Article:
This article originally appeared on the Brandywine Conservancy blog and is reprinted with permission.
The American palate has developed a taste for salt, not only in our diets — to the detriment of our blood pressure — but also, in standard consumeristic fashion, in a cornucopia of markets that promise to make our lives easier. We soften our household water with salt, coat our crop fields and pastures with salt-laced fertilizers and compost, and deice our roads, bridges, and parking lots with rock salt and brine.
The widespread and intense use of salt is now threatening our streams and rivers, marshes and ponds, and even groundwater — freshwater resources that were never meant to be so salty. This is a new problem that scientists, environmental managers, and regulators are racing to understand.
Based on data collected by the U.S. Geological Survey and Chester County Water Resources Authority, salt concentrations in Brandywine Creek at Chadds Ford are now high year-round due to groundwater contamination, averaging more than triple what was measured in 1972 (when the Clean Water Act was passed), and are approaching 10 times what was observed in 1950.
Recent USGS data suggest almost 37,000 tons of salt flow by the Brandywine River Museum of Art each year, or 100 tons (200,000 pounds) per day. Moreover, with assistance from Stroud Water Research Center™, volunteers from the Penn State Master Watershed Stewards and The Nature Conservancy’s Pennsylvania and Delaware chapters have found other Brandywine sites also remain salty all summer. Our organizations have measured salt concentrations in some tributaries near West Chester, Pennsylvania, and First State National Historical Park that approached that of seawater during winter storms.
Road deicing is the primary source of elevated salts in the Brandywine Valley. Winter storms and icy surfaces are a safety threat and legal liability, and they throw a wrench in the economic gears of our society by interrupting the movement of workers, materials, and products. Because salt is relatively inexpensive and readily available, it has become the primary answer to reducing winter storm woes. Over time, we have increased salt use to meet greater expectations for easy winter travel. Today, we are applying salt at a rate that was unimaginable 70 years ago.
The Pennsylvania Department of Transportation applies an average of over 800,000 tons of road salt per year. Local municipalities and commercial applicators apply at least that much, if not more, to roads and parking lots. Together this represents at least 200-400 pounds of road salt per year for each one of Pennsylvania’s 12.8 million residents.
Most of this salt moves quickly to streams and wetlands through gutters, pipes and ditches during storms, or soaks into the ground where it eventually mixes with groundwater and then emerges months or years later in streams and wetlands. Over decades, the cumulative impact is that our groundwater, wetlands and waterways have become increasingly salty to a degree and consistency that is dangerous.
There are several reasons why this is dangerous. Road salt can contaminate drinking water wells located near roads or salt storage areas. It can also contribute to lead mobilization in some drinking water systems such as was observed in Flint, Michigan. Bioassays conducted by the Stroud Center and other researchers have demonstrated there is currently enough salt in some streams to kill many freshwater fish, insects, amphibians, and mussels that are adapted to low-salt environments.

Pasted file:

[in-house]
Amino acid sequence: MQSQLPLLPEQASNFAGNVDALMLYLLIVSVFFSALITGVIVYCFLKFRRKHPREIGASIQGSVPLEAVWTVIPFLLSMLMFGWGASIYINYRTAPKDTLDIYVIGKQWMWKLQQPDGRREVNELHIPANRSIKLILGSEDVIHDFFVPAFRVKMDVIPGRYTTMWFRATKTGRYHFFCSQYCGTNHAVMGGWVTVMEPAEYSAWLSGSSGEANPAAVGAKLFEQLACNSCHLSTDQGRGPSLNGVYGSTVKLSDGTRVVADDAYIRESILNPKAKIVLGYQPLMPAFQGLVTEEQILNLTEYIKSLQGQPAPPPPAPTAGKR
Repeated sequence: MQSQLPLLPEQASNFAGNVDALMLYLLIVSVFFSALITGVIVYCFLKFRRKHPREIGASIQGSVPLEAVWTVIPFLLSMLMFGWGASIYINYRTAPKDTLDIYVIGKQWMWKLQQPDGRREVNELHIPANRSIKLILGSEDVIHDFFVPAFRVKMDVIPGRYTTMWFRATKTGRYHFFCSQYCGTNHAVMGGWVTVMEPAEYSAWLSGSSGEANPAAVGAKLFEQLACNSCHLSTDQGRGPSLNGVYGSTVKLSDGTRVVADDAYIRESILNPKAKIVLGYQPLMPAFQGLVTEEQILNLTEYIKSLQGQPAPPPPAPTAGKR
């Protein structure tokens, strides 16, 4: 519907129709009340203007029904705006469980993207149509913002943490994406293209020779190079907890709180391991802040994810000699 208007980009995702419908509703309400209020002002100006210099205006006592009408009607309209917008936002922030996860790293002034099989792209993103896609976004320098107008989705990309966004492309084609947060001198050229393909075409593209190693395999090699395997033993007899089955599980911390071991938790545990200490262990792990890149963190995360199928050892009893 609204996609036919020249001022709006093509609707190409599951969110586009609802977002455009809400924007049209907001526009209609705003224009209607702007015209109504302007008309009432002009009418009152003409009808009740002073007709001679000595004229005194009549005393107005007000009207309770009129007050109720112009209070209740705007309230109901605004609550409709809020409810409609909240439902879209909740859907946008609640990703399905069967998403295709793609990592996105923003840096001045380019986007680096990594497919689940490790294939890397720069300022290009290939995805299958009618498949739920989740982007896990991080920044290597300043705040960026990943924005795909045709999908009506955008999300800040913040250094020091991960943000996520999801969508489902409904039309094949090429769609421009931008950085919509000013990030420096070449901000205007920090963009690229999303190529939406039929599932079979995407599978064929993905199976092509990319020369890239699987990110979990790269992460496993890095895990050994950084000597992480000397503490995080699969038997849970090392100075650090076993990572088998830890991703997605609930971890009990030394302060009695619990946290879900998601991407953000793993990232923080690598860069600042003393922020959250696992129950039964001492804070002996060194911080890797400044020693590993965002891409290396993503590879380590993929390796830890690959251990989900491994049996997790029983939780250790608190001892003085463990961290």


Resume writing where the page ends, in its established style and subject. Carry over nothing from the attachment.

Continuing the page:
And let’s not ignore the economic costs associated with road salt use. Montréal’s newspaper The City and the New York nonprofit AdkAction reported on the costs. Based on their estimates, every $100 spent on road salt in Montréal and New York results in several hundred dollars in damage to public infrastructure and private property due to metal and concrete corrosion. We see this damage in the form of rusty bridges, crumbling concrete, and cars and trucks in need of rust repairs to fix functional, structural and cosmetic damage.
Our intensive use of deicing salts is unsustainable. Our streams, wetlands and groundwater will increasingly suffer, more locations will develop drinking water problems, and our tax base and pocketbooks will feel the greater repair costs.
Steps We Can Take to Reduce Salt Use
Reducing salt use is not going to happen fast as we have grown to expect snow- and ice-free roads and parking lots. Some communities and businesses in New York and Colorado have found compromises that balance safety, economic and convenience benefits with public health, environmental, and private/public property costs of winter deicing programs. These compromises have reduced road salt use by as much as 50%, as reported in Lake George, New York, by Spectrum News.
There are things we can do to help: shovel or plow surfaces soon after a storm so that the sun can help melt what remains; apply traction enhancers such as sand or crushed limestone rather than salt; follow recommended salt application rates (they are surprisingly low); and sweep up salt waste before it dissolves in rain or snow melt.
Finally, talk to your municipal and commercial applicators about participating in professional training programs designed to reduce excess salt use through more efficient plowing equipment, calibrated salt application, and effective use of salt brines. Our region would benefit from a certification program such as can be found in New Hampshire, Minnesota, and Madison, Wisconsin to improve deicing practices and help identify trained professionals.
Learn More and Take Action
- Kelting, Daniel & Laxson, Corey. (2010). Review of Effects and Costs of Road De-icing with Recommendations for Winter Road Management in the Adirondack Park.
- Download and share Tookany/Tacony-Frankford Watershed Partnership’s Save Our Streams From Road Salt flyer.